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The Warsaw Voice » Business » April 8, 2009
Economy in 2009
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Starting to Bite
April 8, 2009 By W.¯.    
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The global economic crisis has hit in Poland: the government expects GDP to grow by no more than 2 percent this year, down from 5-7 percent in recent years.

Even though the pace of growth will be slower this year, experts say it will still be impressive compared with Western European economies which are contracting. Poland is expected to maintain relatively fast economic growth in 2009-but only if the government delivers on its promise to introduce an anti-crisis package.

Deputy Prime Minister Waldemar Pawlak March 9 said the government was working to mitigate the impact of the crisis. "We are taking measures that may not be spectacular, but focus on some vital areas that we can deal with today," Pawlak said. He called on the media to refrain from running reports that add to a sense of panic among the public now that the crisis is beginning to bite.

Contrary to some media reports, "there are no grounds to believe that investors are withdrawing from Poland in large numbers," Pawlak said. While it is difficult to be optimistic at a time of crisis, he said, it is necessary to do everything to save jobs and take advantage of the latest depreciation of the Polish currency by exporting more goods and services and by selling more products on the domestic market now that foreign goods have become more expensive for Polish consumers.

According to Micha³ Boni, head of a team of strategic advisers to the prime minister, the crisis may spill into 2010 and last longer than previously expected. In a statement March 6, Boni said there is a time lag of around six months in business cycles between Poland and some other countries, which means the crisis has yet to peak here.

Boni told reporters about the main planks of the government's anti-crisis program, which aims to make sure that the economy gets back on track faster than during the previous crisis in 1999-2001.

Boni said that a strong zloty is an important condition for the government's anti-crisis package to work, since it impacts on trade, foreign investment, the value of government securities, and public debt and budget deficit financing. The government's determination to introduce the euro in Poland should eventually help strengthen the zloty, Boni said.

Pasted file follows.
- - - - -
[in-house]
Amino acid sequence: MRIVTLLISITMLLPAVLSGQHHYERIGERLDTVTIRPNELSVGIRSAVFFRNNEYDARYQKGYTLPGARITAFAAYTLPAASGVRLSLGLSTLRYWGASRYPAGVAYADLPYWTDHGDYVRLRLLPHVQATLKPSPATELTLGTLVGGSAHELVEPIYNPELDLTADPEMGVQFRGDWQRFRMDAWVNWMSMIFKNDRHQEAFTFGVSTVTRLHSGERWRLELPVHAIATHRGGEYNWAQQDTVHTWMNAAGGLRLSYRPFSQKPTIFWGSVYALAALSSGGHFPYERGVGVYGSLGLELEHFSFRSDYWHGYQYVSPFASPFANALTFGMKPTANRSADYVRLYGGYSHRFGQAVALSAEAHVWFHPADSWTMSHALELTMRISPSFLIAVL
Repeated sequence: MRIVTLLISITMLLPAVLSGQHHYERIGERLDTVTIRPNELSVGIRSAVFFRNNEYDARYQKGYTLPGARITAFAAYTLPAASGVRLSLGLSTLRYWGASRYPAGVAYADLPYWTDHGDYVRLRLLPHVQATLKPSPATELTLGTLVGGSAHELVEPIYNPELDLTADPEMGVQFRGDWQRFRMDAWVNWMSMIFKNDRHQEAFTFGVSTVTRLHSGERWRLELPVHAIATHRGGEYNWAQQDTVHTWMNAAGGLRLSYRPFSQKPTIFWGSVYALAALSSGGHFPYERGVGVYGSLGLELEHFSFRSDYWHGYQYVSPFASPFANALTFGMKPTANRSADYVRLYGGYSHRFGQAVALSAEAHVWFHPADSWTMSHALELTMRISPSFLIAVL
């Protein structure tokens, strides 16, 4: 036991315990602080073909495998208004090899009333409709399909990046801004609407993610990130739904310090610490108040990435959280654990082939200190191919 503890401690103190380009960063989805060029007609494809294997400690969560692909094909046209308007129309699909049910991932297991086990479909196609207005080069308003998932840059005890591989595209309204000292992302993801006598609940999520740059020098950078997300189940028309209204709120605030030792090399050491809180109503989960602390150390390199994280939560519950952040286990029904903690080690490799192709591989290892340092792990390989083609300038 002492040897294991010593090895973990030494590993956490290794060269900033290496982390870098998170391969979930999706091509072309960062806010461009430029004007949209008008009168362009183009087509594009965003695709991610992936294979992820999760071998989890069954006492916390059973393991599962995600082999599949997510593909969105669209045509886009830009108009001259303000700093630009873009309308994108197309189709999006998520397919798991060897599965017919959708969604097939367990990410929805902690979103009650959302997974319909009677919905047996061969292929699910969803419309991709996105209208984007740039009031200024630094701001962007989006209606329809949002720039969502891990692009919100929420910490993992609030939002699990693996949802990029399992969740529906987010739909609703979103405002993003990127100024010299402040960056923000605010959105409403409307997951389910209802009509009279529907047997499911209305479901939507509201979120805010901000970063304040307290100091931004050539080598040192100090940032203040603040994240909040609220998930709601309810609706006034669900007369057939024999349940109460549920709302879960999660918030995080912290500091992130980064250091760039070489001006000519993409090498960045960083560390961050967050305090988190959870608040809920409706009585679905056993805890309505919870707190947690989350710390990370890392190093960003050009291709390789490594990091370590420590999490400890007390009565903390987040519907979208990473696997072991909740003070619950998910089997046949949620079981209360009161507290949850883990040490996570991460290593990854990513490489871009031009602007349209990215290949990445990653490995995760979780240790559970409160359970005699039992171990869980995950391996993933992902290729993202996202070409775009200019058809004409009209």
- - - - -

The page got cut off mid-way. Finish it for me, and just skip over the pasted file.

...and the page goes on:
To produce the desired results, the government's anti-crisis package needs a strong institutional base, particularly an efficient banking system with reasonable lending policies, interbank liquidity and client confidence, Boni said. He added that the government would strive to "guarantee the security of individuals and families" and "counteract threats on the labor market." It will also work to build a cost-effective public administration sector and ensure effective public investment in areas such as infrastructure, telecommunications, innovation, construction, environmental protection, and energy. To carry out the program, the government will use funds from both the state and EU coffers, in addition to new instruments such as infrastructure bonds offered to pension funds.

Asked if the government was prepared to increase the budget deficit as part of its anti-crisis measures, Boni said such a move must depend on the ability to finance public debt. "At this point, it is still too early to say what things will look like. We are going to review the budget in May or June and will see then what the situation is like," Boni said. "The deficit has to be kept in check, but it is also necessary to know what room for maneuver we have with regard to public debt and what kind of securities we are able to sell." The fact that Poland is keeping its budget deficit under control is a good sign showing that the economy is stable and credible, Boni added.

According to Leszek Balcerowicz, a former finance minister and central bank chief, budgetary discipline and efforts to reduce public debt are the most effective ways of counteracting the economic crisis. A major increase in the deficit could see Poland facing the kind of problems that have hit Hungary, where the financial system is on the verge of bankruptcy, Balcerowicz said.

Balcerowicz, who was the architect of Poland's transition from central planning to a market economy in the early 1990s, criticized ideas to boost the economy by increasing public debt. This method could prove to be extremely costly in the long term, he said. The crisis should encourage the government to carry out further reforms to the economy, Balcerowicz said, adding that the government should focus on measures such as privatization, deregulation, reforming public spending and ensuring budget discipline. This year will probably be the most trying period for the Polish economy, according to Balcerowicz, yet, unlike other Central European economies, Poland has a chance of coming out of the crisis relatively unscathed.

Meanwhile, foreign analysts are beginning to acknowledge that Poland has an advantage over other economies in Central and Eastern Europe as the crisis spreads. Investors planning to build factories or buy bonds in this part of the world are looking closely at bankruptcy risk indicators, and Poland's performance in this area is improving. According to Credit Suisse Asset Management, the Polish economy is in good shape, especially when compared with Hungary, Ukraine or the Baltic states. The Polish banking system is strong and free from toxic assets, Credit Suisse Asset Management says, and the only problem may be mortgage loans denominated in Swiss francs. Overall, India and Poland are the most attractive investment destinations among emerging markets, according to Credit Suisse Asset Management.
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